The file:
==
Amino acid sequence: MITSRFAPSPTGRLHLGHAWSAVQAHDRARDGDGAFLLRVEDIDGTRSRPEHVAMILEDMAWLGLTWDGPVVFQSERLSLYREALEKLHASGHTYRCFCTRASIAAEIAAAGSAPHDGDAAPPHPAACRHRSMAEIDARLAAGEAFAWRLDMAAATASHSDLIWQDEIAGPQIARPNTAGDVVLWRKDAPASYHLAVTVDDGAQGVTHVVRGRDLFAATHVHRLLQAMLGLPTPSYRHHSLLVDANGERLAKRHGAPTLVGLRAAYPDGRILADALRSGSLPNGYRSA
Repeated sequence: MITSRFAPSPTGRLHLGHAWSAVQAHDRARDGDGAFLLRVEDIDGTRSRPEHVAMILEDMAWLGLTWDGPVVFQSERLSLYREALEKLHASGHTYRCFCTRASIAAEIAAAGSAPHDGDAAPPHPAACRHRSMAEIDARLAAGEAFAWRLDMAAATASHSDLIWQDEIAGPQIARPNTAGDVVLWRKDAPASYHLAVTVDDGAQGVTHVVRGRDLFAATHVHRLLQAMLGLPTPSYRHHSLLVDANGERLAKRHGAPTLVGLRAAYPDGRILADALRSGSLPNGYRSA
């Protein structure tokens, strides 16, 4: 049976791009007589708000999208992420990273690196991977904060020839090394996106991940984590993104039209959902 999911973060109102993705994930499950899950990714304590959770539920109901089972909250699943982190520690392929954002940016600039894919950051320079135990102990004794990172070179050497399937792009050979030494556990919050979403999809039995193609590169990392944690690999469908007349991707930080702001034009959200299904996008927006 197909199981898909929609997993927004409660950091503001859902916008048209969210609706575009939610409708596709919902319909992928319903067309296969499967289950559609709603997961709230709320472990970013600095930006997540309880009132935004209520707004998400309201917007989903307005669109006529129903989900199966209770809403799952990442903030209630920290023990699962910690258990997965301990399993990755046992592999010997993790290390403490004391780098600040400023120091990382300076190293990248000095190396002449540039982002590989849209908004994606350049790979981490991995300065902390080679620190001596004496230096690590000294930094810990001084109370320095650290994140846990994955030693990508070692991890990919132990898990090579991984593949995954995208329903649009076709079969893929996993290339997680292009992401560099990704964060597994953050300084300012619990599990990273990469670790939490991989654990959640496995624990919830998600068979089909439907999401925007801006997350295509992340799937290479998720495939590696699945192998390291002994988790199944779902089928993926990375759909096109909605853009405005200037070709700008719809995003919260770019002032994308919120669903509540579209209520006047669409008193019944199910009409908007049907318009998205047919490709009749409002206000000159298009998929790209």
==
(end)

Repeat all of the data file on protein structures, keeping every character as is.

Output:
Amino acid sequence: MITSRFAPSPTGRLHLGHAWSAVQAHDRARDGDGAFLLRVEDIDGTRSRPEHVAMILEDMAWLGLTWDGPVVFQSERLSLYREALEKLHASGHTYRCFCTRASIAAEIAAAGSAPHDGDAAPPHPAACRHRSMAEIDARLAAGEAFAWRLDMAAATASHSDLIWQDEIAGPQIARPNTAGDVVLWRKDAPASYHLAVTVDDGAQGVTHVVRGRDLFAATHVHRLLQAMLGLPTPSYRHHSLLVDANGERLAKRHGAPTLVGLRAAYPDGRILADALRSGSLPNGYRSA
Repeated sequence: MITSRFAPSPTGRLHLGHAWSAVQAHDRARDGDGAFLLRVEDIDGTRSRPEHVAMILEDMAWLGLTWDGPVVFQSERLSLYREALEKLHASGHTYRCFCTRASIAAEIAAAGSAPHDGDAAPPHPAACRHRSMAEIDARLAAGEAFAWRLDMAAATASHSDLIWQDEIAGPQIARPNTAGDVVLWRKDAPASYHLAVTVDDGAQGVTHVVRGRDLFAATHVHRLLQAMLGLPTPSYRHHSLLVDANGERLAKRHGAPTLVGLRAAYPDGRILADALRSGSLPNGYRSA
């Protein structure tokens, strides 16, 4: 049976791009007589708000999208992420990273690196991977904060020839090394996106991940984590993104039209959902 999911973060109102993705994930499950899950990714304590959770539920109901089972909250699943982190520690392929954002940016600039894919950051320079135990102990004794990172070179050497399937792009050979030494556990919050979403999809039995193609590169990392944690690999469908007349991707930080702001034009959200299904996008927006 197909199981898909929609997993927004409660950091503001859902916008048209969210609706575009939610409708596709919902319909992928319903067309296969499967289950559609709603997961709230709320472990970013600095930006997540309880009132935004209520707004998400309201917007989903307005669109006529129903989900199966209770809403799952990442903030209630920290023990699962910690258990997965301990399993990755046992592999010997993790290390403490004391780098600040400023120091990382300076190293990248000095190396002449540039982002590989849209908004994606350049790979981490991995300065902390080679620190001596004496230096690590000294930094810990001084109370320095650290994140846990994955030693990508070692991890990919132990898990090579991984593949995954995208329903649009076709079969893929996993290339997680292009992401560099990704964060597994953050300084300012619990599990990273990469670790939490991989654990959640496995624990919830998600068979089909439907999401925007801006997350295509992340799937290479998720495939590696699945192998390291002994988790199944779902089928993926990375759909096109909605853009405005200037070709700008719809995003919260770019002032994308919120669903509540579209209520006047669409008193019944199910009409908007049907318009998205047919490709009749409002206000000159298009998929790209």